Green vote needed to curb pollution

Green vote needed to curb pollution

Given Punjab’s acute financial crisis, which has worsened under the AAP government, it may not be able to emulate Haryana’s carrot-and-stick policy

Bhavdeep KangUpdated: Thursday, November 23, 2023, 07:17 PM IST
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Stubble burning is seen in a field of Karnal on October 22, 2023. | ANI

On Delhi’s 32nd consecutive day of ‘poor’ to ‘severe’ air quality, the Punjab government was cornered in the Supreme Court over its failure to control field-burning, which is the single greatest contributor to atmospheric pollution in the National Capital Region. The apex court’s suggestion that Punjab should “take a cue from the state of Haryana” was a bit of a slap in the face for the ruling Aam Aadmi Party (AAP).

Haryana’s success in reducing farm fires (by more than a third) in 2023 has thrown Punjab’s failure into high relief. AAP’s pass-the-buck-to-the-centre approach cut no ice with the apex court, which wanted to know why it couldn’t follow the same approach as Haryana.

AAP doesn’t seem particularly fussed about the air quality issue, although there is an obvious conflict of interest between its governments in Punjab and Delhi in this respect. Punjab farmers set fire to their fields and Delhi chokes. Will this instance of shoddy governance impact AAP’s electoral prospects?

For political parties, environment is a concern only when the judiciary gets involved. Indeed, much of policy around environmental pollution has been driven by the courts and not by the legislatures. Political considerations take priority over environmental ones. As far as politicians are concerned, as long as voters don’t seem to care about the air they breathe, the issue can take a back seat.

However, air pollution can become a political problem for AAP. When an issue arises because of the perceived failure by one political party, other parties are likely to take it up and make it part of their electoral campaigns. That’s exactly what the Bharatiya Janata Party and Congress are now doing. The apex court’s observations on Punjab have become fodder for its rivals.

It was in 2020, ahead of the Delhi assembly elections, that air pollution made it to electoral manifestoes for the first time. Every party promised to tackle the NCR’s persistent pollution problem. The Congress, which was in power in Punjab, said it would coordinate with Delhi and Haryana to curb field-burning. AAP, too, promised to address the issue and squarely put the blame on Punjab and Haryana.

Now that it is in power in Punjab and has shown far less progress in curbing farm fires than Haryana, it needs another scapegoat. So, it has shifted the onus to Uttar Pradesh and held Chief Minister Yogi Adiyanath to account for construction activities throwing up dust on the UP side of the border!

Given Punjab’s acute financial crisis, which has worsened under the AAP government, it may not be able to emulate Haryana’s carrot-and-stick policy. Haryana gives cash incentives to farmers for using crop residue management machines and environment-friendly farming methods. It has also done better in terms of enforcement measures. But then Haryana, although it is much smaller, collects four times the GST that Punjab does. Cash-strapped Punjab wants the Centre to fund incentives to farmers and dare not adopt strict enforcement measures for fear of annoying its votebase among the farmers.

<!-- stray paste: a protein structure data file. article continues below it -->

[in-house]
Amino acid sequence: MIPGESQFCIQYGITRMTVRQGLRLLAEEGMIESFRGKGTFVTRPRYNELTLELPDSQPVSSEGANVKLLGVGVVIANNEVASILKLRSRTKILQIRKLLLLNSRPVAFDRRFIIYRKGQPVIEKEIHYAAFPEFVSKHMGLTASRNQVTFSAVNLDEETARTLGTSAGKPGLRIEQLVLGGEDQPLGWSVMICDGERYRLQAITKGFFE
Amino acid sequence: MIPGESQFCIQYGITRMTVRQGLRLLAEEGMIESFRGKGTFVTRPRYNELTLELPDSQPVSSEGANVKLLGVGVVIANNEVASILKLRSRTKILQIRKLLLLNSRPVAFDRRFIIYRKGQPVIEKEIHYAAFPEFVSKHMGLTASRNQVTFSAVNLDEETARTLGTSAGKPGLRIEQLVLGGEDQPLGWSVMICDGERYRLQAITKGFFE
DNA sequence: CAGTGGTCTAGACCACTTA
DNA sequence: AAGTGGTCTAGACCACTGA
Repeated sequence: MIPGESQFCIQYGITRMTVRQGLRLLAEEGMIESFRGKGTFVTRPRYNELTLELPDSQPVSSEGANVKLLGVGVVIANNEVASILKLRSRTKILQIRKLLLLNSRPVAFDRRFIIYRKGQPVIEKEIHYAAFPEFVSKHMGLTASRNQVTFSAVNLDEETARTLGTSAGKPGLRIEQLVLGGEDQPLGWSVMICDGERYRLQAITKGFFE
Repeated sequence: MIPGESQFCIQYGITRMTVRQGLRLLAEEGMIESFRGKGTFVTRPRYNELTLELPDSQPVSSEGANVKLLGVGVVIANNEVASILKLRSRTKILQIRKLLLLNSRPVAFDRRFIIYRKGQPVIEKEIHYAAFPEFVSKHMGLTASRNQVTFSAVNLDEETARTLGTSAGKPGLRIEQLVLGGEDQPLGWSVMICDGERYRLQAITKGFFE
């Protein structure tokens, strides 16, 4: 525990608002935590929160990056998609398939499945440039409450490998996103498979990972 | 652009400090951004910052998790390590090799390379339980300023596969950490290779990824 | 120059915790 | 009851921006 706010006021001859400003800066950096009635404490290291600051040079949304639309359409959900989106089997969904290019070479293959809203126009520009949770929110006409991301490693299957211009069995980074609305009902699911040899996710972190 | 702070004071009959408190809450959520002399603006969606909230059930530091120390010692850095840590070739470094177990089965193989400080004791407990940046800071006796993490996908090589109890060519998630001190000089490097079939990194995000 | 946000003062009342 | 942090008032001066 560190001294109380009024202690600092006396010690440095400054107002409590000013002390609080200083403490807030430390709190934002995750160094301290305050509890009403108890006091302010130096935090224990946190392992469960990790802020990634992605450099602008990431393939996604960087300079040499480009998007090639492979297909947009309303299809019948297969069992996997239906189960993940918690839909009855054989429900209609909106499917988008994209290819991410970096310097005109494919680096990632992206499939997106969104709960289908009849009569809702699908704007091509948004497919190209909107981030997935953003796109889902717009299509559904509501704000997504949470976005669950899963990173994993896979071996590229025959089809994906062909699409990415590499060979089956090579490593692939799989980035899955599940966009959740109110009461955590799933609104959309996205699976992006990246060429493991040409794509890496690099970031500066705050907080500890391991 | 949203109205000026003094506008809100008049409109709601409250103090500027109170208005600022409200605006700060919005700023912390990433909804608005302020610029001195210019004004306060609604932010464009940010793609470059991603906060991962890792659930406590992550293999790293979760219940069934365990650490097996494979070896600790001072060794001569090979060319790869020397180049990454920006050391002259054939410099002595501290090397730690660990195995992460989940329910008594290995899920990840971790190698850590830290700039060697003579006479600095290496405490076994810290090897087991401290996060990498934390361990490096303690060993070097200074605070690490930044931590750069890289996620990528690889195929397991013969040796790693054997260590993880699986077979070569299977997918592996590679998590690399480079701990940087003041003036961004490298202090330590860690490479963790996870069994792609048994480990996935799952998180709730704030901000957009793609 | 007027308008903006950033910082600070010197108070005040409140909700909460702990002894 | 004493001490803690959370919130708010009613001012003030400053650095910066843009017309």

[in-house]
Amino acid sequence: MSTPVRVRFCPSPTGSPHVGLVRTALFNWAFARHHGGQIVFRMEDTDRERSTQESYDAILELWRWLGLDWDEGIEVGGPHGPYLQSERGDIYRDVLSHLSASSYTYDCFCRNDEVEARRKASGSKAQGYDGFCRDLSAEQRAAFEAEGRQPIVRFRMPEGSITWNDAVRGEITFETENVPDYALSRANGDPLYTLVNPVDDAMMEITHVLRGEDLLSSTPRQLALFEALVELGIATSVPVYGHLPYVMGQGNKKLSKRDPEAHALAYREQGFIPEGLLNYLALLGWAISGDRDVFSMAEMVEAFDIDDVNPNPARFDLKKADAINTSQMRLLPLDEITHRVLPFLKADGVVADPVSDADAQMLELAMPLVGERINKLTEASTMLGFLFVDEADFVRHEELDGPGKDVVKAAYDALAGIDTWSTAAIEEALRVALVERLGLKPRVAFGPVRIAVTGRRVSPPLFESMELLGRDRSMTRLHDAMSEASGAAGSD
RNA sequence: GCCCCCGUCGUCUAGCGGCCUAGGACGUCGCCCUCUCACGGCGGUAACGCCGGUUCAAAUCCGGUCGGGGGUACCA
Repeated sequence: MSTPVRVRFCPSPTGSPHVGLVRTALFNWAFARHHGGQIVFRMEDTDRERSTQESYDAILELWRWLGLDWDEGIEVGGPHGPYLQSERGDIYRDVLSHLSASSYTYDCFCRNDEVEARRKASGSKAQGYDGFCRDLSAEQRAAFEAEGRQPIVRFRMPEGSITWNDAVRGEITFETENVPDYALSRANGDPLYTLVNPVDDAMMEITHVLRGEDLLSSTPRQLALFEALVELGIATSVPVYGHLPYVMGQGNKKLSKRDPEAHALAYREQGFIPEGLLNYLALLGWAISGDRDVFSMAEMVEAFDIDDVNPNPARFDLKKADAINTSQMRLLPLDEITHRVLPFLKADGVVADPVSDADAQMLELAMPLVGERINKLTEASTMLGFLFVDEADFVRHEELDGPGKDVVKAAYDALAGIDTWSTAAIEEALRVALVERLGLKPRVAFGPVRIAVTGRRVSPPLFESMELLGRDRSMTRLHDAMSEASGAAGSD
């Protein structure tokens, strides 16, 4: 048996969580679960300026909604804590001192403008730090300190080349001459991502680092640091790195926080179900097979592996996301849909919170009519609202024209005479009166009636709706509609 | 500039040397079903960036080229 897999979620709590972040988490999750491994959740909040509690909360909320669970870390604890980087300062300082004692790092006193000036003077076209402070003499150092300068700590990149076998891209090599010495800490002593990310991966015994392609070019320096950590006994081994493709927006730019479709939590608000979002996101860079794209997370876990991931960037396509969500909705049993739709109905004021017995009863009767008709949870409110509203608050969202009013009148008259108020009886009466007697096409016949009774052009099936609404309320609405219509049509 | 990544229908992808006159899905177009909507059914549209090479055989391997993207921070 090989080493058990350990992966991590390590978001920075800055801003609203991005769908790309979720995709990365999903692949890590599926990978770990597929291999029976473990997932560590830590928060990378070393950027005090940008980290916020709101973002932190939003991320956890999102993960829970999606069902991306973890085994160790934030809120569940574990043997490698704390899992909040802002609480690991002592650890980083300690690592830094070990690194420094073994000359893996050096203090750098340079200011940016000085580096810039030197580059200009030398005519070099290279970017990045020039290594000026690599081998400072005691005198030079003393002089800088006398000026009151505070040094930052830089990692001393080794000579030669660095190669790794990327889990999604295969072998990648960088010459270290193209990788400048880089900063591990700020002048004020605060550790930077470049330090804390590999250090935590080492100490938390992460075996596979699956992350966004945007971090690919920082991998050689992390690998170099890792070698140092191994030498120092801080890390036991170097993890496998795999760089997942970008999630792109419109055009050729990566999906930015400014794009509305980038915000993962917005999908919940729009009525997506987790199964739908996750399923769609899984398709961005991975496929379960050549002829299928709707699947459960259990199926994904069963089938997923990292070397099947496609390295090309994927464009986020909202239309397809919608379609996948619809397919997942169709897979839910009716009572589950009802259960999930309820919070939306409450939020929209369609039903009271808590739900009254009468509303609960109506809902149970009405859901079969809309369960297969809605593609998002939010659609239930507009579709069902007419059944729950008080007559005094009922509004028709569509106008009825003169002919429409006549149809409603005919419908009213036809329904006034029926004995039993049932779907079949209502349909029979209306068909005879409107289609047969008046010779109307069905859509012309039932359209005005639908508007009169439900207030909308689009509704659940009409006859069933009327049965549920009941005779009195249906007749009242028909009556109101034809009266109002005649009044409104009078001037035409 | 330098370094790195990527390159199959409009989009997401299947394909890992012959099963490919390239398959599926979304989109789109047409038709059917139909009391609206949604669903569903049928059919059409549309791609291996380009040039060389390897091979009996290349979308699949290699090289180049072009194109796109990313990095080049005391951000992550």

The fact is that ‘aaj ka AQI’ and ‘kal ka SPM level’ have entered the aam aadmi’s vocabulary. Granted, it is currently a localised problem and therefore does not figure in national elections. But in the last two years, several cities including Mumbai have had their share of air quality problems. And it can only get worse.

According to a study by a German think-tank, the IZA Institute of Labour Economics, air quality may have a direct impact on voting behaviour. A 2021 research paper titled ‘Air Pollution Affects Decision-Making: Evidence from the Ballot Box’ co-relates air pollution to electoral outcomes and suggests that poor air quality on voting day negatively impacted the incumbent party and benefited the opposition. It found that an increase in SPM 10 reduced the ruling party’s voteshare by 2 per cent and boosted that of the opposition by 2.8 per cent.

Air pollution does have psychological effects, a slew of studies show. These include impaired cognitive functioning, higher levels of anxiety, anger and aggressive behaviour as well as poor information-processing and decision-making. But the link between environmental factors and electoral politics is poorly understood.

Even so, AAP would do well to consider the apex court’s suggestions to curb rice cultivation, deny minimum support price (MSP) to farmers who burn crop residue and provide straw management facilities to poor farmers free of cost. These proposals have been reiterated time and time again, and ignored.

The Supreme Court also said that the ‘state and the union’ have to set aside political differences and work together to find a solution. A first step might be a massive awareness drive, not just among farmers, but among citizens. Environmental problems have to be framed in more personal terms. Few citizens know that when the air quality index turns ‘severe’, the health of even the fittest is at serious risk. Ultimately, only a ‘green vote’ will force political parties to sit up and take notice, and induce governments to act.

Bhavdeep Kang is a senior journalist with 35 years of experience in working with major newspapers and magazines. She is now an independent writer and author

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